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Kubrick--An HFA Memorial Tribute


June 5 (Saturday) 6:00 pm & 10:15 pm

Dr. Strangelove, or: How I Learned to Stop Worrying and Love the Bomb

drstrange.jpg (13268 bytes)Directed by Stanley Kubrick
Britain 1964, b/w, 35mm, 93 min.
With Sellers, Hayden, George C. Scott, Slim Pickens, James Earl Jones

The Cold War is back, and let’s greet it with Kubrick’s amazingly prescient, pre-Vietnam War, pre-Wag the Dog, pre-pre-pre Kosovo black comedy: American foreign policy as a delirium of yahoo "bombs away," and Peter Sellers’ Dr. Strangelove, mastermind of warmongering, based directly on today’s cocktail party favorite, Henry Kissinger. Among the right-on Aristophanic caricatures: Peter Bull as everyone’s Stalinist "Russke," and Sterling Hayden as the paranoid-of-paranoids General Jack D. Ripper.

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June 12 (Saturday) 6:30 pm

Spartacus

Directed by Stanley Kubrick
USA 1960, color, 35mm, 184 min.
with Kirk Douglas, Olivier, Curtis, Ustinov, John Ireland, Jean Simmons, Charles Laughton

The Hollywood blacklist was cracking at last with the previously unemployable Dalton Trumbo’s script from Howard Fast’s semi-Stalinist novel about the militant slave (a premature Communist!) who led a revolt against his Romanov-like Roman masters. This is hardly Kubrick’s most personal film, but it certainly is much bare-chested fun, from the cheeky performances (Peter Ustinov won a Best Supporting Actor Oscar) to the dagger fights to the homoerotic bathing scene involving Olivier and Tony Curtis (who talks "New Yorkese" throughout). Other virtues: Alex North’s much-praised score, and the Academy Award-winning cinematography by Russell Metty, who also photographed Douglas Sirk melodramas.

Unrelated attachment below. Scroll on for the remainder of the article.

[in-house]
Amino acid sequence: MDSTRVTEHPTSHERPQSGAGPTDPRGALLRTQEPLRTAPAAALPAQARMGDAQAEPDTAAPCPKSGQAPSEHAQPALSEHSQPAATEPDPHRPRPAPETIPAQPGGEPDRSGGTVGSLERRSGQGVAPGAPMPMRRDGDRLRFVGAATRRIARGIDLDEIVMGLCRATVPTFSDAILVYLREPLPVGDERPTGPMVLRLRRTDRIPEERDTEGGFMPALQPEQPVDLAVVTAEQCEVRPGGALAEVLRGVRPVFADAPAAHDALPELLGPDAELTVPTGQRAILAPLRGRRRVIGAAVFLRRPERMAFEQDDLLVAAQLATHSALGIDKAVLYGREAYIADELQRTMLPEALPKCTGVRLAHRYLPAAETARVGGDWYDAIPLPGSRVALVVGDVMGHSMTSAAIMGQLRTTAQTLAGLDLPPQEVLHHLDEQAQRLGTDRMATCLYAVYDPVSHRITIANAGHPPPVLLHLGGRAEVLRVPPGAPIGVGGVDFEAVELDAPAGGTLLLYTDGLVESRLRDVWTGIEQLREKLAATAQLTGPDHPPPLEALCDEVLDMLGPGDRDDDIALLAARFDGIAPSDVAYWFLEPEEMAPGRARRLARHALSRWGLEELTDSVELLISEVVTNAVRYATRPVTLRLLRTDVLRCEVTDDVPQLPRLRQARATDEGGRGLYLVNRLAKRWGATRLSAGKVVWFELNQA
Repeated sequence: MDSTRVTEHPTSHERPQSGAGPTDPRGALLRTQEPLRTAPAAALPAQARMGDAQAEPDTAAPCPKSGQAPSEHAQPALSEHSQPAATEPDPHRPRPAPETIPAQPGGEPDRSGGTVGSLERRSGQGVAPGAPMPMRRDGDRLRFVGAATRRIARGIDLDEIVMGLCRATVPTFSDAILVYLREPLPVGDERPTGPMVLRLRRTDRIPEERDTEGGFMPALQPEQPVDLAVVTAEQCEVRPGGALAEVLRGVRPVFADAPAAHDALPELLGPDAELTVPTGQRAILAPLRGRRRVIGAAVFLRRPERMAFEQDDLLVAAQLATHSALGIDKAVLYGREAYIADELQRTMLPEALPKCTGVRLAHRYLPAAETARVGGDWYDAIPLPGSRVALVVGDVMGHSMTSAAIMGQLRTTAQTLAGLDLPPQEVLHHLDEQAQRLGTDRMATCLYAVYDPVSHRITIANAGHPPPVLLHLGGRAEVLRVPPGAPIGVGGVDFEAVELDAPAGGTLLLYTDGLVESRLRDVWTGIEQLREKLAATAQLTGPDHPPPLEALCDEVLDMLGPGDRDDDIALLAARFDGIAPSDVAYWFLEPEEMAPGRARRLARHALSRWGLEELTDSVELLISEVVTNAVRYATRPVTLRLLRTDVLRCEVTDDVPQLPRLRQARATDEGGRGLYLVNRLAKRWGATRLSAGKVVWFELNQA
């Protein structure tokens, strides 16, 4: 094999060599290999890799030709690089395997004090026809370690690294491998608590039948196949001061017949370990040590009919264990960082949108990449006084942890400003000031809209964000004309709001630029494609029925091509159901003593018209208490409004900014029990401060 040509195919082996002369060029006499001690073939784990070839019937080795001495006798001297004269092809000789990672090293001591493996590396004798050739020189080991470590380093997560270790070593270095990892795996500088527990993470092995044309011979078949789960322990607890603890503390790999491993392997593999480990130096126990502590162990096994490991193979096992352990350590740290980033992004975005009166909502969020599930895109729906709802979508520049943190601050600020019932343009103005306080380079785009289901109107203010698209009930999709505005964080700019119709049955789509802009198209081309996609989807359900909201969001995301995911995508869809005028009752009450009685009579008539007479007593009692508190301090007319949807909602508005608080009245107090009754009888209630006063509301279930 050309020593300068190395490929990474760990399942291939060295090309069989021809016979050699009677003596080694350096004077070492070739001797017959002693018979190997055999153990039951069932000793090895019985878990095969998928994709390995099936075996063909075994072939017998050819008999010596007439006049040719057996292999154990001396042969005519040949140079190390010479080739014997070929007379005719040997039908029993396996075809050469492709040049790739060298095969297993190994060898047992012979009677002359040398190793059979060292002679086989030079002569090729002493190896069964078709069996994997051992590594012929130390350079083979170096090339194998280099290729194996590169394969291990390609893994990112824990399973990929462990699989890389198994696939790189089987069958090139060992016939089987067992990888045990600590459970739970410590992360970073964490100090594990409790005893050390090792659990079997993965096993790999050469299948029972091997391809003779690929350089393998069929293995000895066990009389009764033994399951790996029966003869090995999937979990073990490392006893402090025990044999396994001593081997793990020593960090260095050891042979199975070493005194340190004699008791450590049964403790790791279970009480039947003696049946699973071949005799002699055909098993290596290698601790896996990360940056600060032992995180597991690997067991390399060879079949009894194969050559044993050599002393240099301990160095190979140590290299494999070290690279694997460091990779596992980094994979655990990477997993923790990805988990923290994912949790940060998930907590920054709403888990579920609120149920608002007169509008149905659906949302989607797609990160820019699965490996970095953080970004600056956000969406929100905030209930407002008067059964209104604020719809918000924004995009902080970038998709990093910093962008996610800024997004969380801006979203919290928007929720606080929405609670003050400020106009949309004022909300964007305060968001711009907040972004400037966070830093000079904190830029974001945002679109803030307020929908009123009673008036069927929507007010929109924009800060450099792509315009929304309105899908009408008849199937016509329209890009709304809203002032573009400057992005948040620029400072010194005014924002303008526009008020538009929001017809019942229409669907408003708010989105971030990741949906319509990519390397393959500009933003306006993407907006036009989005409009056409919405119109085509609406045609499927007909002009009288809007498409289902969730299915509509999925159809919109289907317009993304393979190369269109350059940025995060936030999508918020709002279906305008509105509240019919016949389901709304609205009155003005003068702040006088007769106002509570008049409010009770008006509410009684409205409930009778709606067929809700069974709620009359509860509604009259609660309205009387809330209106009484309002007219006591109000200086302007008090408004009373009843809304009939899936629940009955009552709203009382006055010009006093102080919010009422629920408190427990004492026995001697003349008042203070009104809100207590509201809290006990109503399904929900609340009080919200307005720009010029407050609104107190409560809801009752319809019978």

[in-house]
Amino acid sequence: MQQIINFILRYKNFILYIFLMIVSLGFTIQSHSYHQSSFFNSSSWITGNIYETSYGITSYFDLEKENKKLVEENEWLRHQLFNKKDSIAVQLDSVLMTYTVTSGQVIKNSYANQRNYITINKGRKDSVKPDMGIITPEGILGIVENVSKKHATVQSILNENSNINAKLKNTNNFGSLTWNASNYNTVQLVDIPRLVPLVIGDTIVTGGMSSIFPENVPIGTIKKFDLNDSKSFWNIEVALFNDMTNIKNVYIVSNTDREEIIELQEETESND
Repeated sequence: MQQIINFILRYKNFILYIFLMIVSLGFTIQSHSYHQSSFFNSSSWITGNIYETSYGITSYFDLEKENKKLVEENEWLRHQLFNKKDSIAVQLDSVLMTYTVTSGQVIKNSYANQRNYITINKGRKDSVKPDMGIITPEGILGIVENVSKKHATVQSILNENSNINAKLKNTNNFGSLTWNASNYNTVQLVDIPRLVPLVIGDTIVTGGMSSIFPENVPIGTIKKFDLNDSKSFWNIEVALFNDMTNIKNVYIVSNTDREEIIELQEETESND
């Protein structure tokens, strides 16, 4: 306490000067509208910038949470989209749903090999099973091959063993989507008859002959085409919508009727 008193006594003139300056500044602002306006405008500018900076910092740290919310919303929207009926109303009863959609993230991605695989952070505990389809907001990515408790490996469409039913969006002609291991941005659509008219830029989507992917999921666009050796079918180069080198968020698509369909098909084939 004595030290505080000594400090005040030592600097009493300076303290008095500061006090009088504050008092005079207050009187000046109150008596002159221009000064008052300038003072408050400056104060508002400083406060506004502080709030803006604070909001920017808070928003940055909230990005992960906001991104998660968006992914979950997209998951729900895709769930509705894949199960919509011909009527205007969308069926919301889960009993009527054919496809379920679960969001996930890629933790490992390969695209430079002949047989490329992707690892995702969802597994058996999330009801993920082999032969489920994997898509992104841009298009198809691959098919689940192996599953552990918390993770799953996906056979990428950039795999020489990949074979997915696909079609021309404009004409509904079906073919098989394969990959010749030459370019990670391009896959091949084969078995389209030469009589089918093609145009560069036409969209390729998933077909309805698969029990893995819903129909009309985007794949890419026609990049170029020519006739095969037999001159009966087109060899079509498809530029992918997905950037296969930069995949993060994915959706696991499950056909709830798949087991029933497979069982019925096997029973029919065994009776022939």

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June 19 (Saturday) 6 pm and 8 pm

Paths of Glory

paths.jpg (15616 bytes)Directed by Stanley Kubrick
USA 1957, b/w, 35mm, 86 min.
With Kirk Douglas, Adolph Mejou, George Macready

During World War I, a French general (Macready) orders his men on a suicidal charge; when they fail, he picks three of them to be tried and executed for cowardice. An extraordinarily effective showing of the insanity of war, of life in the trenches, and probably more genuinely pacificist than either Saving Private Ryan or The Thin Red Line. The screenplay is written by Kubrick with two of his favorite novelists, Calder Willingham and Jim Thompson.

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